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New rules for landlords to help control Legionnaires' Disease7th August 2012

To help control the threat of Legionnaires’ disease, the Health and Safety Executive (HSE) is directing residential property landlords, or their managing agents, to comply with a recently revised Approved Code of Practice –“Legionnaires’ disease: the control of legionella bacteria in water systems”.

Legionella are bacteria common in artificial water systems such as storage tanks, pipework, taps and showers. People can catch the disease if they inhale into their lungs tiny water or vapour droplets carrying the bacteria.

Illness starts with flu-like symptoms, but can develop into lung infections or pneumonia, which can prove fatal in one in ten patients.

“The new guidance underlines new legal requirements for landlords or their agents to ensure the risk from legionella – in all forms of water systems found in residential rented premises – is fully assessed and controlled,” said Dorian Gonsalves, Chief Executive Officer of residential lettings specialist Belvoir.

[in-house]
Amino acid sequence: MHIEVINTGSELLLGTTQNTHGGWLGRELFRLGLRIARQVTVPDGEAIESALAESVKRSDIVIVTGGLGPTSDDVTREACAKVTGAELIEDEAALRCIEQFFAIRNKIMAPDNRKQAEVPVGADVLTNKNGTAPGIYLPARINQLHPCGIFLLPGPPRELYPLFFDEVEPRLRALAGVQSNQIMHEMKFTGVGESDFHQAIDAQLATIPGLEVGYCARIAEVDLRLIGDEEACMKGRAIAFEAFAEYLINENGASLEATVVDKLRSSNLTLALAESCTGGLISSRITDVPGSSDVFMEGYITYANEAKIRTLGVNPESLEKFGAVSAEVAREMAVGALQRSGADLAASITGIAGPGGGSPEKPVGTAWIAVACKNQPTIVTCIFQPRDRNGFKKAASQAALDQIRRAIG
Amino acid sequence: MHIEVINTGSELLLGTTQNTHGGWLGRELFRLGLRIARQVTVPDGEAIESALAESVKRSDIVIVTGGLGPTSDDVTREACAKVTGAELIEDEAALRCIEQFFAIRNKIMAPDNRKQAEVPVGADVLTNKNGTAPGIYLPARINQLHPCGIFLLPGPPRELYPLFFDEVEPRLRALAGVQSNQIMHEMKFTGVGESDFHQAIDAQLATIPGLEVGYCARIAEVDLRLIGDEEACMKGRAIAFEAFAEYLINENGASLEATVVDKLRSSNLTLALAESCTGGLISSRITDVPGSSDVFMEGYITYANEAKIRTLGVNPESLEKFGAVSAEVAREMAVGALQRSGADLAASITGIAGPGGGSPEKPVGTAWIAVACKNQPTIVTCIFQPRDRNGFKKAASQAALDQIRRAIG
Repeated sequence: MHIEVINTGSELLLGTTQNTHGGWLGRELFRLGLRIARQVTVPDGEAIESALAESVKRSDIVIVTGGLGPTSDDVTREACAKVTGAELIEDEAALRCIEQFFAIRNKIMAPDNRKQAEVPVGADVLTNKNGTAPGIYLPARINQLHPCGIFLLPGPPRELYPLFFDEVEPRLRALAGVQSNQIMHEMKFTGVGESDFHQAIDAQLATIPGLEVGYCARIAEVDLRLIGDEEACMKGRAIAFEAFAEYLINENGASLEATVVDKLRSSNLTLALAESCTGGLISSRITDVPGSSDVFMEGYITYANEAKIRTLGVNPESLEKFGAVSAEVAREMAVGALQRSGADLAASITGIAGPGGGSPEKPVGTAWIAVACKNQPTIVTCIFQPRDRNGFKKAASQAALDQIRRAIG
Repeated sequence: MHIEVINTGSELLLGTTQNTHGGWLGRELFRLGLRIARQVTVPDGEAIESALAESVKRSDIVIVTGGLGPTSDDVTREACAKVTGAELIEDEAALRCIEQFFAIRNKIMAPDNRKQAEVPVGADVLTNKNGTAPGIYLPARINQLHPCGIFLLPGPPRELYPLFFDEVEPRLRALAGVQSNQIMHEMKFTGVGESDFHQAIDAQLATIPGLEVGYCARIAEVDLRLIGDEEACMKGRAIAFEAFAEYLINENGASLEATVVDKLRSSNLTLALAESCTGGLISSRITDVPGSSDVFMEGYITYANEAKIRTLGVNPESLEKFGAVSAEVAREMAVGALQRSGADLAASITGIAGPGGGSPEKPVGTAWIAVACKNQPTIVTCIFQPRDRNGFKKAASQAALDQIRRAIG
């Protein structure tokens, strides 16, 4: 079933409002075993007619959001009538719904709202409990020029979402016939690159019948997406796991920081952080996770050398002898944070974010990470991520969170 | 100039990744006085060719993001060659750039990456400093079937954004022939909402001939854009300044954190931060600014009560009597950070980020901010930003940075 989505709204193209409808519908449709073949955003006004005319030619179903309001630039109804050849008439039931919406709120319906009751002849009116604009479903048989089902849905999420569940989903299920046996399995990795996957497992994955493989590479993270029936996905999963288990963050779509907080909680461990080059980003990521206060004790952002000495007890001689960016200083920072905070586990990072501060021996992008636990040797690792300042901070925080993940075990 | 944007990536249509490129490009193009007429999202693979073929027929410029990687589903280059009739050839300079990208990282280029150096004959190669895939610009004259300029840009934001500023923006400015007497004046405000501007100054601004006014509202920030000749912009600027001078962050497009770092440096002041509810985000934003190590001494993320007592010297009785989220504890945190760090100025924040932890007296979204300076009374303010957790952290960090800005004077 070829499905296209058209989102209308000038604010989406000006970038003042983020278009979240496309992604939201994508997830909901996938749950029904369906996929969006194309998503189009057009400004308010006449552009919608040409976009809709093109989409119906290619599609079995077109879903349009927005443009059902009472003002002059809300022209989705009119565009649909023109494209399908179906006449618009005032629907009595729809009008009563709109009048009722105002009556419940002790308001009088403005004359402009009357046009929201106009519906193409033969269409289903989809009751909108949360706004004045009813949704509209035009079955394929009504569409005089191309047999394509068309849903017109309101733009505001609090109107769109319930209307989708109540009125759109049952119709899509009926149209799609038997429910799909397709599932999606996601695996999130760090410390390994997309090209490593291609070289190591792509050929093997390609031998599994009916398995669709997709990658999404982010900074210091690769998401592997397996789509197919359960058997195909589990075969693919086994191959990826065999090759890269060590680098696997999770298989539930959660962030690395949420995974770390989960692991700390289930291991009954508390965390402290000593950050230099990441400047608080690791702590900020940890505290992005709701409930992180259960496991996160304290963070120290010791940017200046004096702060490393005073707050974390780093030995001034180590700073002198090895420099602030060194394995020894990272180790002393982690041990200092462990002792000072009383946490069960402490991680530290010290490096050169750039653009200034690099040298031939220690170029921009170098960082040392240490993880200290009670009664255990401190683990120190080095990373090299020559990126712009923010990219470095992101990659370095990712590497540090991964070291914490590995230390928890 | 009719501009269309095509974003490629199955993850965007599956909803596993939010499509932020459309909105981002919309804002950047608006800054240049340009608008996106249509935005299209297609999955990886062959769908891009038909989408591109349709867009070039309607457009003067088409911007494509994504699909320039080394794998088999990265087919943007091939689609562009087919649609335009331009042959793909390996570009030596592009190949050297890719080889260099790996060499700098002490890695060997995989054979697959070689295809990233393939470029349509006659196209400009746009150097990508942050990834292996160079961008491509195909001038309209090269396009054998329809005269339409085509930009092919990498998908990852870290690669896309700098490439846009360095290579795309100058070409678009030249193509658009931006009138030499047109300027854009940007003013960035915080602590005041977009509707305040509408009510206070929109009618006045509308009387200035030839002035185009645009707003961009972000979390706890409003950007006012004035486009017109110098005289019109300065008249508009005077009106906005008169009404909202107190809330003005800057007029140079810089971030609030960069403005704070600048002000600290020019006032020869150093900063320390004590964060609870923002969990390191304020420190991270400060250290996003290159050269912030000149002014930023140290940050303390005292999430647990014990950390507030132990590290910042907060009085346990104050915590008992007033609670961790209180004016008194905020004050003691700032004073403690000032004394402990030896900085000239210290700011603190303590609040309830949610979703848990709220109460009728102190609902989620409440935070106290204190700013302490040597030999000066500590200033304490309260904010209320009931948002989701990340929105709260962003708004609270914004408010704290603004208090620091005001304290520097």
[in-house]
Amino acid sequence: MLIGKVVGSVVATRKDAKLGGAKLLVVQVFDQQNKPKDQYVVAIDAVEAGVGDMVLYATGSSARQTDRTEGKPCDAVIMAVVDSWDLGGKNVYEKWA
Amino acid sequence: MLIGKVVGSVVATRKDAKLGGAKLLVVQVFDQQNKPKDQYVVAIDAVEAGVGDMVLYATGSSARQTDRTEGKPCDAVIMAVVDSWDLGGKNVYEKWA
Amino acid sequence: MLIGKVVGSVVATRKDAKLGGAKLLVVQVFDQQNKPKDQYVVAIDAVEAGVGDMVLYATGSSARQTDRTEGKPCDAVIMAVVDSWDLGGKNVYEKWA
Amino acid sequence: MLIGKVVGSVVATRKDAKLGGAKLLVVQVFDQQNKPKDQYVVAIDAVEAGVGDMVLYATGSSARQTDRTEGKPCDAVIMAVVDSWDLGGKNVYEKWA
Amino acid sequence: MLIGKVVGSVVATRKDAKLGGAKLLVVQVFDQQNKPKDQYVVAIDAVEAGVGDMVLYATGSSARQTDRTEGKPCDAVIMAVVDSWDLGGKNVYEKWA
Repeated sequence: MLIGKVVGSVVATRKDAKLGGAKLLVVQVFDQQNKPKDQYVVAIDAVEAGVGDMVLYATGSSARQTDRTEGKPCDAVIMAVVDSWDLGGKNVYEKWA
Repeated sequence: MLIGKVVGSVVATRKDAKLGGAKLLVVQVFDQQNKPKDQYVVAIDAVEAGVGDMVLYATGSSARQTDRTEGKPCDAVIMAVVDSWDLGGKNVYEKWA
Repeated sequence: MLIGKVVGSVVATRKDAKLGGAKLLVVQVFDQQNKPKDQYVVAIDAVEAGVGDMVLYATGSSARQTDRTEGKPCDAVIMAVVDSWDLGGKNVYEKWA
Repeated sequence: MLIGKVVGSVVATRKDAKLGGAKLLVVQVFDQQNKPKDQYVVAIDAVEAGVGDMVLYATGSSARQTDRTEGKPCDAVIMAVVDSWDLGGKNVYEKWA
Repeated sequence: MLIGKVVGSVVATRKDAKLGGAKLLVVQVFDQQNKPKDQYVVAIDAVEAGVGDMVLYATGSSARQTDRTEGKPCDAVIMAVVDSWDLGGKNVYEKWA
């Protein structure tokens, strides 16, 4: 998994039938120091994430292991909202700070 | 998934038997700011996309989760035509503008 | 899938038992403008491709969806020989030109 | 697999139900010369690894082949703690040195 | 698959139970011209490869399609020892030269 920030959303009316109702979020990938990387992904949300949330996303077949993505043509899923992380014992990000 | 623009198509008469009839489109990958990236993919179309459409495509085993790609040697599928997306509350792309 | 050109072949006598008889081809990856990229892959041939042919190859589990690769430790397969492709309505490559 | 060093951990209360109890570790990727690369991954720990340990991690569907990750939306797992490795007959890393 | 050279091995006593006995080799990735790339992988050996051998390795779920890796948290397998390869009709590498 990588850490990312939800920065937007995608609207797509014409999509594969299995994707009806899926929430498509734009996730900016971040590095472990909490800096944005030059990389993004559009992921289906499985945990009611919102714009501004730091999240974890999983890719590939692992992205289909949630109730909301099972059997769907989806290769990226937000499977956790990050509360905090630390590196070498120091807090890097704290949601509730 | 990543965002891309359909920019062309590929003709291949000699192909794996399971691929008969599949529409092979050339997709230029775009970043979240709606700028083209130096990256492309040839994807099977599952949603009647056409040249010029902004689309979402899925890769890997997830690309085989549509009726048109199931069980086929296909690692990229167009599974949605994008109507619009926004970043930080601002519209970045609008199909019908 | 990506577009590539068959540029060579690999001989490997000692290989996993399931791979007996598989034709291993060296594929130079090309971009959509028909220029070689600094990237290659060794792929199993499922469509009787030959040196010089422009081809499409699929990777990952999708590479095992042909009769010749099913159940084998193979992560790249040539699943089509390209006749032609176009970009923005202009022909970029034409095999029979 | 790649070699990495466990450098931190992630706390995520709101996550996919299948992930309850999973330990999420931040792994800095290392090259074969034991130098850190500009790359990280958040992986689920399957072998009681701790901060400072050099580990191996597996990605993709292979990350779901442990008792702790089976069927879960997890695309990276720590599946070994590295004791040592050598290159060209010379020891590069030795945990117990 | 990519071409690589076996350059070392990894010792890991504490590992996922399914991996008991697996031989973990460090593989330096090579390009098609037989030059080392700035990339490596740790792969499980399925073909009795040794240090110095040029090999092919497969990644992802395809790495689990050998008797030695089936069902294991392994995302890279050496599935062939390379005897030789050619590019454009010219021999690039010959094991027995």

“Landlords and property management or lettings agents must identify and assess potential sources of exposure and take steps to prevent and control such risks – keeping detailed records of their findings and recommendations for at least five years.”

While legionella bacteria are usually associated with larger water systems, such as cooling towers in commercial buildings and hospitals, they can thrive and multiply in hot or cold water systems and storage tanks in flats and houses, and can be spread through the property by showers and taps.

Particular attention should be paid to water storage and header tanks, thermostatic mixing valves and to the potential for any build-up of debris, such as sludge, in a system. A risk is also posed if water could become stagnant in an under used area of the property - for example taps, showers or washing machine pipes.

Although the chance of legionella occurring in residential properties is minimal, the HSE says that recent research shows that it can be found in smaller domestic systems - hence the need for new legislation.

Different properties will require differing approaches – a new build property with a combi-boiler presents less risk than a Victorian terrace with an old water system.

Landlords can take a number of  preventative measures, from disinfection of a system to insulation of pipework.

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